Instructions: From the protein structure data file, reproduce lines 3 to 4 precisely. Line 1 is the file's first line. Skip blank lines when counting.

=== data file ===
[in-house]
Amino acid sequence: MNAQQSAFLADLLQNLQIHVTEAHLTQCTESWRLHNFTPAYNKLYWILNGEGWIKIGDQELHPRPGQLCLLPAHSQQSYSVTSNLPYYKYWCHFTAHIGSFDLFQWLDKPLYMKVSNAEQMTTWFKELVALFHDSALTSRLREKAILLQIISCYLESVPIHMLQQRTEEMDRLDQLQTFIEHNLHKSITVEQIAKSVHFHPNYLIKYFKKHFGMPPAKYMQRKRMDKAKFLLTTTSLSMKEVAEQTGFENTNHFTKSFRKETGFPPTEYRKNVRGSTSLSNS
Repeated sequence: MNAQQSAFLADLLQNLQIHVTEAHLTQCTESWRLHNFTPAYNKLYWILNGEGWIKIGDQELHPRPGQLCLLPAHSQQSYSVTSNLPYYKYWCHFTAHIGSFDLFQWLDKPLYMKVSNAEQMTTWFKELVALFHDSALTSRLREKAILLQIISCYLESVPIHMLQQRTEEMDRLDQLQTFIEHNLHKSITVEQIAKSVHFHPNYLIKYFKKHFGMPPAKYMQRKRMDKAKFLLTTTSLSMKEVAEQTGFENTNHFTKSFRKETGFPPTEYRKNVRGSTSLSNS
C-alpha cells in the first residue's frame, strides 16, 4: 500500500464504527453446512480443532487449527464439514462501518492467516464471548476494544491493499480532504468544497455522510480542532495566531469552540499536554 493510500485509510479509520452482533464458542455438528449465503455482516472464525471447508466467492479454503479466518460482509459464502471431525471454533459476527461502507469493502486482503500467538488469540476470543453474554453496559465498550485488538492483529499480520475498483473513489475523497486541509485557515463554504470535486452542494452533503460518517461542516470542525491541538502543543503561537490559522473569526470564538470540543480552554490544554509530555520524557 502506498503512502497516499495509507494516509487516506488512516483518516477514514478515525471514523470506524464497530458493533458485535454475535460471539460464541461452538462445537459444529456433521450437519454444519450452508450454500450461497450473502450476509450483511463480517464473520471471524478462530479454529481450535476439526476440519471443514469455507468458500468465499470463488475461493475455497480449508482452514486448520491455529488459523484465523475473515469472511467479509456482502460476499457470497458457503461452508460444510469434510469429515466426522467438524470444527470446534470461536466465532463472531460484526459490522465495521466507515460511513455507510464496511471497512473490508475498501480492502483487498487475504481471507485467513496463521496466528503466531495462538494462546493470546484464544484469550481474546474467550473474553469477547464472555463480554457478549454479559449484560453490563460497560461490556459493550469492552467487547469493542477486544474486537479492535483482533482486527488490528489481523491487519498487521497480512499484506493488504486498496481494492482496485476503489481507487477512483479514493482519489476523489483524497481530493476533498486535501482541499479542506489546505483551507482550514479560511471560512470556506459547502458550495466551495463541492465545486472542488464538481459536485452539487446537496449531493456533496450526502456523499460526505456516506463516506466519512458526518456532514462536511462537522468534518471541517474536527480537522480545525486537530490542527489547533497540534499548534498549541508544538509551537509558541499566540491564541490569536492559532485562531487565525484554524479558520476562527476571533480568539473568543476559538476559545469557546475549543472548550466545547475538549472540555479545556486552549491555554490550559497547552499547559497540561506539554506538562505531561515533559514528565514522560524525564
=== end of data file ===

Repeated sequence: MNAQQSAFLADLLQNLQIHVTEAHLTQCTESWRLHNFTPAYNKLYWILNGEGWIKIGDQELHPRPGQLCLLPAHSQQSYSVTSNLPYYKYWCHFTAHIGSFDLFQWLDKPLYMKVSNAEQMTTWFKELVALFHDSALTSRLREKAILLQIISCYLESVPIHMLQQRTEEMDRLDQLQTFIEHNLHKSITVEQIAKSVHFHPNYLIKYFKKHFGMPPAKYMQRKRMDKAKFLLTTTSLSMKEVAEQTGFENTNHFTKSFRKETGFPPTEYRKNVRGSTSLSNS
C-alpha cells in the first residue's frame, strides 16, 4: 500500500464504527453446512480443532487449527464439514462501518492467516464471548476494544491493499480532504468544497455522510480542532495566531469552540499536554 493510500485509510479509520452482533464458542455438528449465503455482516472464525471447508466467492479454503479466518460482509459464502471431525471454533459476527461502507469493502486482503500467538488469540476470543453474554453496559465498550485488538492483529499480520475498483473513489475523497486541509485557515463554504470535486452542494452533503460518517461542516470542525491541538502543543503561537490559522473569526470564538470540543480552554490544554509530555520524557 502506498503512502497516499495509507494516509487516506488512516483518516477514514478515525471514523470506524464497530458493533458485535454475535460471539460464541461452538462445537459444529456433521450437519454444519450452508450454500450461497450473502450476509450483511463480517464473520471471524478462530479454529481450535476439526476440519471443514469455507468458500468465499470463488475461493475455497480449508482452514486448520491455529488459523484465523475473515469472511467479509456482502460476499457470497458457503461452508460444510469434510469429515466426522467438524470444527470446534470461536466465532463472531460484526459490522465495521466507515460511513455507510464496511471497512473490508475498501480492502483487498487475504481471507485467513496463521496466528503466531495462538494462546493470546484464544484469550481474546474467550473474553469477547464472555463480554457478549454479559449484560453490563460497560461490556459493550469492552467487547469493542477486544474486537479492535483482533482486527488490528489481523491487519498487521497480512499484506493488504486498496481494492482496485476503489481507487477512483479514493482519489476523489483524497481530493476533498486535501482541499479542506489546505483551507482550514479560511471560512470556506459547502458550495466551495463541492465545486472542488464538481459536485452539487446537496449531493456533496450526502456523499460526505456516506463516506466519512458526518456532514462536511462537522468534518471541517474536527480537522480545525486537530490542527489547533497540534499548534498549541508544538509551537509558541499566540491564541490569536492559532485562531487565525484554524479558520476562527476571533480568539473568543476559538476559545469557546475549543472548550466545547475538549472540555479545556486552549491555554490550559497547552499547559497540561506539554506538562505531561515533559514528565514522560524525564